by Doug Hendry and David Shanahan
Kemptville only got its first newspaper in 1855, and it only lasted a few years. A second paper arrived in 1862, but folded soon after, and only one copy of each of these pioneer papers still exists. So, for news of Kemptville in the 1860’s, we are dependant on a Merrickville publication, the Chronicle, which has some interesting titbits of news about their neighbouring village.
On May 16, 1865, the Chronicle reported on an “Extensive Burglary in Kemptville”:
“One of the most daring and successful burglaries ever perpetrated in this section of the country was effected last Thursday night, on the premises of Messrs Bower, Porter and Blackburn, Merchants of Kemptville. An entrance was effected through a back window, the safe blown open and the sum of about $1,100 abstracted. This is evidently the work of professional hands and we believe no suspicions whatever rest on any person or persons in the neighbourhood.
From statements made by a livery stable keeper in Prescott, it appears that a person, who we regret to say is very respectfully connected, engaged a team on the evening previous to the robbery to drive to Spencerville and returned with it, in a very jaded condition, early next morning in company with three other suspicious looking characters who appeared to be in possession of a large amount of silver. They all made haste to cross the river in a row boat, since when they have not been heard from.”
The location of this robbery is now the Oddfellows Hall on Clothier Street, which was for decades the site of Joseph Bower’s store.
The June 13 issue of that year reported on a “Marvelous Escape From Drowning” in Burritt’s Rapids.
“On Thursday last as Mr Fulker of Burritt’s Rapids was engaged in making some repairs on the dam of Mr Andrews, he was precipitated into the bywash and remained under water for a period of ten or fifteen minutes. His restoration after this lengthy submersion is most extraordinary.”
The Fulchers lived on 5 acres on Lot 5 Concession 2. Edward would have been about 55 at this point. Charles, his son, would have been about 27. Which of them had the lucky escape is a mystery to be solved.
Another accident in August, 1865, had a less happy result. “Fatal Accident Near Kemptville”:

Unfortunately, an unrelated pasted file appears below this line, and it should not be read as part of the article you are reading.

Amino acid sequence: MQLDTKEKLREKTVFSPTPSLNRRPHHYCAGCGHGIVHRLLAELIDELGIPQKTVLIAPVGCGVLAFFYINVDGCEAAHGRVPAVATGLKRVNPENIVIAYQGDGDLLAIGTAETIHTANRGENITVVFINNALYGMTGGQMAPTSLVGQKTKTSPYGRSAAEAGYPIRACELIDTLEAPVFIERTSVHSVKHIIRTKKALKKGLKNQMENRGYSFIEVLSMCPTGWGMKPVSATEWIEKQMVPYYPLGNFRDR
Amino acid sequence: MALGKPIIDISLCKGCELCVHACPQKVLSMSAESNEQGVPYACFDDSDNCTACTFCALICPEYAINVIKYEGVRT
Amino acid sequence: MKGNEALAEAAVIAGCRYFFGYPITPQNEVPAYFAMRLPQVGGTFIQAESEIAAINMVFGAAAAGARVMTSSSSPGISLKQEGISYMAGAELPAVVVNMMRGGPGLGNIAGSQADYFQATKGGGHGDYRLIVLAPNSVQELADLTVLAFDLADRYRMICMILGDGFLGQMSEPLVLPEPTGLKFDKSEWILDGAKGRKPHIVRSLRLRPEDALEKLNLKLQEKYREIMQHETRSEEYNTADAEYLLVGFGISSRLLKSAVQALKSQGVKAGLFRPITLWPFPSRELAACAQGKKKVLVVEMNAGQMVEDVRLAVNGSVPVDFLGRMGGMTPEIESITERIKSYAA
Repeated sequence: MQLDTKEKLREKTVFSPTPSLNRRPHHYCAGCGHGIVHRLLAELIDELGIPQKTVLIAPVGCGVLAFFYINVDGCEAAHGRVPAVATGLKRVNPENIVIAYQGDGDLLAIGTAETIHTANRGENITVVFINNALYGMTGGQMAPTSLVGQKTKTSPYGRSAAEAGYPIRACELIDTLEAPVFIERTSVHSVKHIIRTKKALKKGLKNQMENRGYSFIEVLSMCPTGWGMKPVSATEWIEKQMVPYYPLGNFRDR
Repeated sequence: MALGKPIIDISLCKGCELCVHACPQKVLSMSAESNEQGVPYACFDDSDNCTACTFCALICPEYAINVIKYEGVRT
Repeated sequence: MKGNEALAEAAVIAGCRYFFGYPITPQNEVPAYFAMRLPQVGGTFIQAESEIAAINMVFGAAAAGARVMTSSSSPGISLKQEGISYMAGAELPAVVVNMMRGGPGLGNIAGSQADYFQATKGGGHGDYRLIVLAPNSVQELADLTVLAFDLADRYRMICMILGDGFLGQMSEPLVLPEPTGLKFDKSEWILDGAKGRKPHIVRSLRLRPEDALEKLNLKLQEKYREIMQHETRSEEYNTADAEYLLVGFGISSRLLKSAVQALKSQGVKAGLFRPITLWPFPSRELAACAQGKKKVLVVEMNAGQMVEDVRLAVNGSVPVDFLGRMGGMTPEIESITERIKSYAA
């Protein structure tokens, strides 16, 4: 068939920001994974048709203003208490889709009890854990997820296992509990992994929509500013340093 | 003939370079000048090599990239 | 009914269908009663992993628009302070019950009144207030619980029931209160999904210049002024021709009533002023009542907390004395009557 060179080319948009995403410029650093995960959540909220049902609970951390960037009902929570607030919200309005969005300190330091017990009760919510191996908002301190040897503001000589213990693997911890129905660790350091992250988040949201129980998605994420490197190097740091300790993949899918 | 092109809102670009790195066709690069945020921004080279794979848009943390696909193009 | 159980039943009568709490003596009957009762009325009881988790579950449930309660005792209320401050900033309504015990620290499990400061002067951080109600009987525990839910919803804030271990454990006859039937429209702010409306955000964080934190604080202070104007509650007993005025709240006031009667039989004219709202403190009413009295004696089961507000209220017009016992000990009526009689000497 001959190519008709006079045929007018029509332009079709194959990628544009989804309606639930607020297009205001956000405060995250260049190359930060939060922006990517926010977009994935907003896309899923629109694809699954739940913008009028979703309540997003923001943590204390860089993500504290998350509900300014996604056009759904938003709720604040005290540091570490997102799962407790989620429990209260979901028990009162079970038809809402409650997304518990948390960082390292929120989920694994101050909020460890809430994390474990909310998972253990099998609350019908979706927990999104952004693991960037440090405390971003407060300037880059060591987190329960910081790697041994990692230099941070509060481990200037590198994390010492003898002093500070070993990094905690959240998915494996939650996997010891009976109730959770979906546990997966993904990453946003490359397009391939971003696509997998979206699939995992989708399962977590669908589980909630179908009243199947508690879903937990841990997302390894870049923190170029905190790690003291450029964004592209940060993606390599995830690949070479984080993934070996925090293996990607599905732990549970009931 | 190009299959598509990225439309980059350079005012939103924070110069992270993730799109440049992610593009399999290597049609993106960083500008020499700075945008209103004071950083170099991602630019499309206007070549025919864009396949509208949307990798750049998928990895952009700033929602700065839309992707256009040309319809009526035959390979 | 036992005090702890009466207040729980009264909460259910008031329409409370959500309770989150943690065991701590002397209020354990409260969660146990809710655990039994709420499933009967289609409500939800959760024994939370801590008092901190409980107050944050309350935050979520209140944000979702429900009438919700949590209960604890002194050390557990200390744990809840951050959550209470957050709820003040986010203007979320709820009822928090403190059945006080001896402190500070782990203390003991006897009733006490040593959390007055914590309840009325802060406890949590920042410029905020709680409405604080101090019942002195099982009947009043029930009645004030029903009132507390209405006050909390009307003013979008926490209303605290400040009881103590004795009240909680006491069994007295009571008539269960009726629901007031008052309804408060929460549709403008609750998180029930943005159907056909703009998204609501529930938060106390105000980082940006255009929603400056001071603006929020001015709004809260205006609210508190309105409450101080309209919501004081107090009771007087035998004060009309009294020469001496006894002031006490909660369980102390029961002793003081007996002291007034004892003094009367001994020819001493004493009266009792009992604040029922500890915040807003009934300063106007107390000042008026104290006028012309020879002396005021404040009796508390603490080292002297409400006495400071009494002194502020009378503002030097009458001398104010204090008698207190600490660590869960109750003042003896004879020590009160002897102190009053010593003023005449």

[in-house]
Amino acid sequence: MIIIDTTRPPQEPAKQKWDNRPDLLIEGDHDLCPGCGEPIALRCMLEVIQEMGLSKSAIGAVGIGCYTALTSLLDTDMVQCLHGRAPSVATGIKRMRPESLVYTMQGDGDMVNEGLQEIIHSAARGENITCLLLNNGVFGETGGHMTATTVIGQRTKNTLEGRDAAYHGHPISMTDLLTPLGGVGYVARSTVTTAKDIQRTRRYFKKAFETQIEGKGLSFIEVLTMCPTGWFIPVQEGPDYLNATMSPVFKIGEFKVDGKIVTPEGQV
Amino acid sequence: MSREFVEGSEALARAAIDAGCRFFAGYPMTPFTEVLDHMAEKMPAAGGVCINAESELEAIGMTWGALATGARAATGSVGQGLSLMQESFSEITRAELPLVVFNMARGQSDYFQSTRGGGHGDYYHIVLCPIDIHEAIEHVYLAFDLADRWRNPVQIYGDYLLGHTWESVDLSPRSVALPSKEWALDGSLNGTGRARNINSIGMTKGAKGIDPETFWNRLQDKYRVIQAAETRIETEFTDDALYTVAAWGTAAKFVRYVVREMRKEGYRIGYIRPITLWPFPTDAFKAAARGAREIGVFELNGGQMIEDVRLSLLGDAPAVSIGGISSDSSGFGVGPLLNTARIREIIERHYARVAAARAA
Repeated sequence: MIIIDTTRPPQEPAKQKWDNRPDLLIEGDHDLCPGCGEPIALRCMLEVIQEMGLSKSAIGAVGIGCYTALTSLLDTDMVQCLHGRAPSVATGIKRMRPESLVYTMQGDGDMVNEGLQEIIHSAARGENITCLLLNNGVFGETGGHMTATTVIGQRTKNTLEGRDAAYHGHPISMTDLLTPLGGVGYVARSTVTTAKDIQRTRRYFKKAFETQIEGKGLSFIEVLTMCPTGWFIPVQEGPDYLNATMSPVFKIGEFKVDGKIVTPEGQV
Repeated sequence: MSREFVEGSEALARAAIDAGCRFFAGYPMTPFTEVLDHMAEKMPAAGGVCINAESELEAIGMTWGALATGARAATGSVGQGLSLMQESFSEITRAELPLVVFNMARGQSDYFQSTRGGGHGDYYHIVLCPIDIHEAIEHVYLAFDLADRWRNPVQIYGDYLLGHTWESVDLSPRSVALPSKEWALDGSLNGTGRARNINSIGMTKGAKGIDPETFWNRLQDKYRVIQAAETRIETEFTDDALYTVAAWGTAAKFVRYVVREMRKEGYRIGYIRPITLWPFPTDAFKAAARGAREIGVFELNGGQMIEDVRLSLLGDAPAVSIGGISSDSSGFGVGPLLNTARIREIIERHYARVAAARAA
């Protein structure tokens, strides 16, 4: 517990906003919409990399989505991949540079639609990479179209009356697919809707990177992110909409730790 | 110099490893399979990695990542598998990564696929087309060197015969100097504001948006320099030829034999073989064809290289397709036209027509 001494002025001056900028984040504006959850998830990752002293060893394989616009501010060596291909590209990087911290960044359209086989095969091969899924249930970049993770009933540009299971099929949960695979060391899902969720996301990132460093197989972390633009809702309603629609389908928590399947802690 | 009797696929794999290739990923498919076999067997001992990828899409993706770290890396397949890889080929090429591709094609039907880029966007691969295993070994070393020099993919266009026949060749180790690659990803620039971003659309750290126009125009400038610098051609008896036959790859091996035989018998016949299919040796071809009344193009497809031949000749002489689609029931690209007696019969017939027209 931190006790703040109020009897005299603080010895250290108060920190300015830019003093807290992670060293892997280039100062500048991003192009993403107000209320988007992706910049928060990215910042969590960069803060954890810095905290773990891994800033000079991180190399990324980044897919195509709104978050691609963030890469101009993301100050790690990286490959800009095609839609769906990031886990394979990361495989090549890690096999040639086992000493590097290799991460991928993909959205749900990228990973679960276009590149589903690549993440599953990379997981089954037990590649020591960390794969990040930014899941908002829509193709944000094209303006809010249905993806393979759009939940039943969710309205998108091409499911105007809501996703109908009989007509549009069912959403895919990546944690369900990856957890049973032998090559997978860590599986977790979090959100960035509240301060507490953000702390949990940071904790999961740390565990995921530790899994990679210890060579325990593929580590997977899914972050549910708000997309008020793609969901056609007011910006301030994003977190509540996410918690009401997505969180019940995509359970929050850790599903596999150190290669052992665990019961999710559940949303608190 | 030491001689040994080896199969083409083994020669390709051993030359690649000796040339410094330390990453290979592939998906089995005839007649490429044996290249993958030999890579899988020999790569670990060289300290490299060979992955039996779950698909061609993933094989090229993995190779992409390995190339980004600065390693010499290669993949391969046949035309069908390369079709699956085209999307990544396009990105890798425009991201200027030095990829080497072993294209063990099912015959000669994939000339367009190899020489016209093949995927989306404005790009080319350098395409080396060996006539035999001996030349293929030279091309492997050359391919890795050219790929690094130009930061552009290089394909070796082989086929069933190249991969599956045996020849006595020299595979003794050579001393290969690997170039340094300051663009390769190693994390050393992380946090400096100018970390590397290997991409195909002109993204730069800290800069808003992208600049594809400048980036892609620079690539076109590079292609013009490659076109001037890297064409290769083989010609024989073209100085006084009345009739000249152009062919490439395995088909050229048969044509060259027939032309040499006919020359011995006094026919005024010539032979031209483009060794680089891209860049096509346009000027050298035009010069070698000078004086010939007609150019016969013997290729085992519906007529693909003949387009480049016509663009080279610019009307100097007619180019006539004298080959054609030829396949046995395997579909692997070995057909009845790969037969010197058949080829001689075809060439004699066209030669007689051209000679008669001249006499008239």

“On Friday last a sad accident occurred close by the village of Kemptville by which a woman named McCafferty, belonging to the township of Oxford, lost her life. It seems that she and her husband were driving in a sulky to the village when the horse took fright and commenced to run. Mrs McCafferty, with the intention of aiding her husband to hold the horse, caught at the lines, but only caught one, thereby drawing the horse into the ditch, upsetting the sulky and throwing out the occupants. Both were taken to the residence of Rev Mr. Harty and medical assistance promptly procured. McCafferty was found badly injured, his wife fatally and two hours after the accident, she breathed her last.”
Archibald and Margaret McCafferty lived on lot 24, concession 6, according to the 1861 census. Both were born in Ireland and arrived in Canada by 1837, possibly as early as 1831. Archibald makes an appearance on the 1841 census of Oxford. They had at least six children. Archibald lived well into his 80’s. Margaret was around 60 when she died.
This region seems to have been a rather dangerous place in the 1860’s. In November, 1865, the paper gives a fascinating glimpse of life in Burritt’s Rapids, where there seems to have been “a high state of excitement” over an “Attempted Murder”:
“As Captain Sheppard of the Burritt’s Rapids Infantry Company was passing along, on Monday evening last, between Col Burritt’s and Mr Adams’ on his way home from the post office, he was fired at by some wretch, who lay concealed behind the fence, but unfortunately the shot did not take effect. The individual must possess but little skill with fire-arms or he would have been more successful, as the manly proportions of the Captain present rather a broad surface for a marksman. We are informed a high state of excitement exists in the ‘Rapids’ and we trust no pains will be spared to bring the miscreant to justice.”
George Shepard/Shepherd lived with his wife Mary or Maryann in Burritt’s Rapids for many years. Both were born in England and were in Burritt’s by 1851. At the time of this murder attempt, he was around 60 and his wife around 39. They had two daughters, Catherine, around 5, and Caroline who was an infant. Why there was an attempt on his life, however inept, is not known.